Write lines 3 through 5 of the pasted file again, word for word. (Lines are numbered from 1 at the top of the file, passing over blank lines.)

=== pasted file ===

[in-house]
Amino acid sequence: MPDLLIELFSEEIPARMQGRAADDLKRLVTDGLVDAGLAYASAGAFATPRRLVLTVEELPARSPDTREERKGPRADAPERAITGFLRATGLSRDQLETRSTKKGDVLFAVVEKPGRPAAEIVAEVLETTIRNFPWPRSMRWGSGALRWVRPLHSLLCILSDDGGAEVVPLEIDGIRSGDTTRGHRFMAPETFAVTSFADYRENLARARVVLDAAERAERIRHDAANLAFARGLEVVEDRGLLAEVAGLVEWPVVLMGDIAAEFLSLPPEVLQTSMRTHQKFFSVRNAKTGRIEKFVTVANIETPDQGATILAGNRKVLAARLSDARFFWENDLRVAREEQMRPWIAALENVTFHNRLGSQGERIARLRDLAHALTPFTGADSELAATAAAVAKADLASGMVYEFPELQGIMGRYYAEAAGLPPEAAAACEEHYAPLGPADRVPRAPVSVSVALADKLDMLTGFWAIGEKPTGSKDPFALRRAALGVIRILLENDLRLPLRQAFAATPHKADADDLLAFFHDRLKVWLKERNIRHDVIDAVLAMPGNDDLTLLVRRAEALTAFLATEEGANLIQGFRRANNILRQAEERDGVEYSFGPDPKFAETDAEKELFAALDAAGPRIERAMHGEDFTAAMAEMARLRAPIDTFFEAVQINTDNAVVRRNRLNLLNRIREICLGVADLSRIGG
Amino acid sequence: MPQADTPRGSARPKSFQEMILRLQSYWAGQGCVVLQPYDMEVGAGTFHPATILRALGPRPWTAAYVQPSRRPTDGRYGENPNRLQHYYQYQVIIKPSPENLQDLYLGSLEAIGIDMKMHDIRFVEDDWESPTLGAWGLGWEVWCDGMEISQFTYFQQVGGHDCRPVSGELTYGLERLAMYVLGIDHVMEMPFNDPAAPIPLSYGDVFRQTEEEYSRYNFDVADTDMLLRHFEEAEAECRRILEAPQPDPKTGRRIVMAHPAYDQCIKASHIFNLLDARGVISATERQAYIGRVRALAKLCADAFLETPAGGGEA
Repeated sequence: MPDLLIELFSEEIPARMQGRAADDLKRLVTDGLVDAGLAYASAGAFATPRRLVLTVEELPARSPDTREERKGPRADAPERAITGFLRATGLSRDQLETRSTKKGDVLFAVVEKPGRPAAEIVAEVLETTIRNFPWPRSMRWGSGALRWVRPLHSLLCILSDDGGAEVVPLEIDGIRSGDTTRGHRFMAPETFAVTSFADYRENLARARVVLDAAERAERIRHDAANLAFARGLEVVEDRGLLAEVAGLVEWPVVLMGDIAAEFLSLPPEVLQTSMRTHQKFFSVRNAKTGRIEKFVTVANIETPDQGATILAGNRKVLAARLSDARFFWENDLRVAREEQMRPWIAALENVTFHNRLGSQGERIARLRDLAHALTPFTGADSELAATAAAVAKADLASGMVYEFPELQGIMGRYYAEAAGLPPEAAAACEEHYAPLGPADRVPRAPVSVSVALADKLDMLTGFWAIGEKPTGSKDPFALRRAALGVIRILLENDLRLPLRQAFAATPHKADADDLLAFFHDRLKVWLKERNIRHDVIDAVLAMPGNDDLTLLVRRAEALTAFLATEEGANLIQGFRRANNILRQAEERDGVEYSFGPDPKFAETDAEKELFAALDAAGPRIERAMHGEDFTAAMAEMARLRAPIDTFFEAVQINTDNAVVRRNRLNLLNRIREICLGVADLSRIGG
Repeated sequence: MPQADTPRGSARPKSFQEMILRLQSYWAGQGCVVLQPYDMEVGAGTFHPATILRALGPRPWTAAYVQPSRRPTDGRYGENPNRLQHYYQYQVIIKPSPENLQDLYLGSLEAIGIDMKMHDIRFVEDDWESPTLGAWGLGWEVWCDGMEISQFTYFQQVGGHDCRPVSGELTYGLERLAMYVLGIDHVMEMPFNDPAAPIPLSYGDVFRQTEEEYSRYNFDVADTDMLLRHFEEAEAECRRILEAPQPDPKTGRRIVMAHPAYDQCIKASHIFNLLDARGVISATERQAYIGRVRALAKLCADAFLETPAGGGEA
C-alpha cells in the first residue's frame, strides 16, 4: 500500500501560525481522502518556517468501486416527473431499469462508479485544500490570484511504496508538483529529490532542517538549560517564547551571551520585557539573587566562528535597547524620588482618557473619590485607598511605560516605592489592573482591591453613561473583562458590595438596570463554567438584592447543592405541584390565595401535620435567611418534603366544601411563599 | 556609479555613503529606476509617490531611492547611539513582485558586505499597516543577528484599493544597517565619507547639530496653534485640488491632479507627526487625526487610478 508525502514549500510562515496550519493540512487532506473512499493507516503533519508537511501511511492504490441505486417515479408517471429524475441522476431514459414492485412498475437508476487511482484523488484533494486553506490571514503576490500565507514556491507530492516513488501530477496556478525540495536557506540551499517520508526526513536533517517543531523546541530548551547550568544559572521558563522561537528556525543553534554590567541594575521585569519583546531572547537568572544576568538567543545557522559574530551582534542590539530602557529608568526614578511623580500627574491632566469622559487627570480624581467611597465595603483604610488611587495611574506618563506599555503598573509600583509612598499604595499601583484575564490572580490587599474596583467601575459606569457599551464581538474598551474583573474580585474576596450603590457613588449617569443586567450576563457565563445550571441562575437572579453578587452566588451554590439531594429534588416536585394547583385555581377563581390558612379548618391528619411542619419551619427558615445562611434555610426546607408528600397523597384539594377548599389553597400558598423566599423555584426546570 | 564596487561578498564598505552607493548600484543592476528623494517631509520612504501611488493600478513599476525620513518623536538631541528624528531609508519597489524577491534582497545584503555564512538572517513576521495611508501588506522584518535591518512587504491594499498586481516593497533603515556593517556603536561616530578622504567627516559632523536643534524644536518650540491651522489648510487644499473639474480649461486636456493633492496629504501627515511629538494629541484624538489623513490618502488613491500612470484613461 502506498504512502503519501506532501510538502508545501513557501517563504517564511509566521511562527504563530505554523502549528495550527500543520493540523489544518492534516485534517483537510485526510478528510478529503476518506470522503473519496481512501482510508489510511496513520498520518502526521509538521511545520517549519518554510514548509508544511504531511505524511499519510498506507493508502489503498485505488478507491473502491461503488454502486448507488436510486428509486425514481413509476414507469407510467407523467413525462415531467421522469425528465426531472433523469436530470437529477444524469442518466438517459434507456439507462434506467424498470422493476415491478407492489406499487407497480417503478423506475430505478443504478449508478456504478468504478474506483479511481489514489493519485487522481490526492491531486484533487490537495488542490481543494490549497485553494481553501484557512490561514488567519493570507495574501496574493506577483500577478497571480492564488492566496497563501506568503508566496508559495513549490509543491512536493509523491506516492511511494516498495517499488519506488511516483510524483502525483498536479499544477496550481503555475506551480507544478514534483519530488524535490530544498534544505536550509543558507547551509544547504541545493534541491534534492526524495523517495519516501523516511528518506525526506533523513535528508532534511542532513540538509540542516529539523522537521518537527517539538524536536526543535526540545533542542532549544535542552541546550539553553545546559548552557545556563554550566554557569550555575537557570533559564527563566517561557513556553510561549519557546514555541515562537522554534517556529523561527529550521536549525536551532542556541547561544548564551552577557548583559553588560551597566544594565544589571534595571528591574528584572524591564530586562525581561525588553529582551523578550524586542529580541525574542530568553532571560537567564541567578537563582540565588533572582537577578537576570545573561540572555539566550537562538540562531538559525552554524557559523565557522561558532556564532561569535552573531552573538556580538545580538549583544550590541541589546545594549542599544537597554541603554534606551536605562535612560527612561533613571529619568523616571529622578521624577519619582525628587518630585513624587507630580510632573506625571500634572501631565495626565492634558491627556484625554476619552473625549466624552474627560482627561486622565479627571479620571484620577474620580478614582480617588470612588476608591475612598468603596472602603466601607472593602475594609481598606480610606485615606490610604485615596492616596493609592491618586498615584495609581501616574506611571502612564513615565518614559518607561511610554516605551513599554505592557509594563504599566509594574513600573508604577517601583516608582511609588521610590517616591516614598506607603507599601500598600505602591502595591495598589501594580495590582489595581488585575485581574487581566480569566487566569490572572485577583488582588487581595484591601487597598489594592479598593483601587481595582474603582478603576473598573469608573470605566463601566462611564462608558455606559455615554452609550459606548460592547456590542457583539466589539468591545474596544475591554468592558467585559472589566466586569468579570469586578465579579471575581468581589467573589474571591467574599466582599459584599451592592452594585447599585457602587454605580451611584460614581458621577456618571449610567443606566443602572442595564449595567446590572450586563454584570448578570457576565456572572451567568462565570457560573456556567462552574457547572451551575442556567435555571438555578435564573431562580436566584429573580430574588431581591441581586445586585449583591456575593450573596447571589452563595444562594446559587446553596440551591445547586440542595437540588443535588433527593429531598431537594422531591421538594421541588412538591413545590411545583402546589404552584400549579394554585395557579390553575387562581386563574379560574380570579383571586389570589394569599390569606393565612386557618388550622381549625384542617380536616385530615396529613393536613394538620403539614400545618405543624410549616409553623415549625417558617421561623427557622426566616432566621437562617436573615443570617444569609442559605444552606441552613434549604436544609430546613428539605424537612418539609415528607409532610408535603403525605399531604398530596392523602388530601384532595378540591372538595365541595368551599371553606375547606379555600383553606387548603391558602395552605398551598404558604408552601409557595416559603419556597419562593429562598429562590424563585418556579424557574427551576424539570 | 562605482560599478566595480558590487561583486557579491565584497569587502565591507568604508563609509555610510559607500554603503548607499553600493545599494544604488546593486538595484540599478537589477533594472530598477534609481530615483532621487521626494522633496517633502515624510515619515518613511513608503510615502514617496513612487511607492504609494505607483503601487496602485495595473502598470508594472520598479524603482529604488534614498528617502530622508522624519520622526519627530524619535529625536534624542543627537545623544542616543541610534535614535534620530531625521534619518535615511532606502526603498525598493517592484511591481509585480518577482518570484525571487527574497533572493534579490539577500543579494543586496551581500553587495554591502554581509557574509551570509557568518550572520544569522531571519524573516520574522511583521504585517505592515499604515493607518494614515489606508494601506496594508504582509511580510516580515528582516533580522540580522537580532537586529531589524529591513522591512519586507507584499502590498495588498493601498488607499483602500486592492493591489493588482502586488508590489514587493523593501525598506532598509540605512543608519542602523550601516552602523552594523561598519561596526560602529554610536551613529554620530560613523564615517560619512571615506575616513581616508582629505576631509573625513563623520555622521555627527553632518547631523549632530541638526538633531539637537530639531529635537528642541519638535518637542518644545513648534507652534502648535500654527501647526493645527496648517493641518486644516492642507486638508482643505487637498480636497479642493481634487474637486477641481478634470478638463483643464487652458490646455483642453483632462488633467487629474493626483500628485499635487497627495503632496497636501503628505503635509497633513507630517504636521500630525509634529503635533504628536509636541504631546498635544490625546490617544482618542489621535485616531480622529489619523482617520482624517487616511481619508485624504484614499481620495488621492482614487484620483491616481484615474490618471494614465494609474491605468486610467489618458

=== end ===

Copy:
Amino acid sequence: MPQADTPRGSARPKSFQEMILRLQSYWAGQGCVVLQPYDMEVGAGTFHPATILRALGPRPWTAAYVQPSRRPTDGRYGENPNRLQHYYQYQVIIKPSPENLQDLYLGSLEAIGIDMKMHDIRFVEDDWESPTLGAWGLGWEVWCDGMEISQFTYFQQVGGHDCRPVSGELTYGLERLAMYVLGIDHVMEMPFNDPAAPIPLSYGDVFRQTEEEYSRYNFDVADTDMLLRHFEEAEAECRRILEAPQPDPKTGRRIVMAHPAYDQCIKASHIFNLLDARGVISATERQAYIGRVRALAKLCADAFLETPAGGGEA
Repeated sequence: MPDLLIELFSEEIPARMQGRAADDLKRLVTDGLVDAGLAYASAGAFATPRRLVLTVEELPARSPDTREERKGPRADAPERAITGFLRATGLSRDQLETRSTKKGDVLFAVVEKPGRPAAEIVAEVLETTIRNFPWPRSMRWGSGALRWVRPLHSLLCILSDDGGAEVVPLEIDGIRSGDTTRGHRFMAPETFAVTSFADYRENLARARVVLDAAERAERIRHDAANLAFARGLEVVEDRGLLAEVAGLVEWPVVLMGDIAAEFLSLPPEVLQTSMRTHQKFFSVRNAKTGRIEKFVTVANIETPDQGATILAGNRKVLAARLSDARFFWENDLRVAREEQMRPWIAALENVTFHNRLGSQGERIARLRDLAHALTPFTGADSELAATAAAVAKADLASGMVYEFPELQGIMGRYYAEAAGLPPEAAAACEEHYAPLGPADRVPRAPVSVSVALADKLDMLTGFWAIGEKPTGSKDPFALRRAALGVIRILLENDLRLPLRQAFAATPHKADADDLLAFFHDRLKVWLKERNIRHDVIDAVLAMPGNDDLTLLVRRAEALTAFLATEEGANLIQGFRRANNILRQAEERDGVEYSFGPDPKFAETDAEKELFAALDAAGPRIERAMHGEDFTAAMAEMARLRAPIDTFFEAVQINTDNAVVRRNRLNLLNRIREICLGVADLSRIGG
Repeated sequence: MPQADTPRGSARPKSFQEMILRLQSYWAGQGCVVLQPYDMEVGAGTFHPATILRALGPRPWTAAYVQPSRRPTDGRYGENPNRLQHYYQYQVIIKPSPENLQDLYLGSLEAIGIDMKMHDIRFVEDDWESPTLGAWGLGWEVWCDGMEISQFTYFQQVGGHDCRPVSGELTYGLERLAMYVLGIDHVMEMPFNDPAAPIPLSYGDVFRQTEEEYSRYNFDVADTDMLLRHFEEAEAECRRILEAPQPDPKTGRRIVMAHPAYDQCIKASHIFNLLDARGVISATERQAYIGRVRALAKLCADAFLETPAGGGEA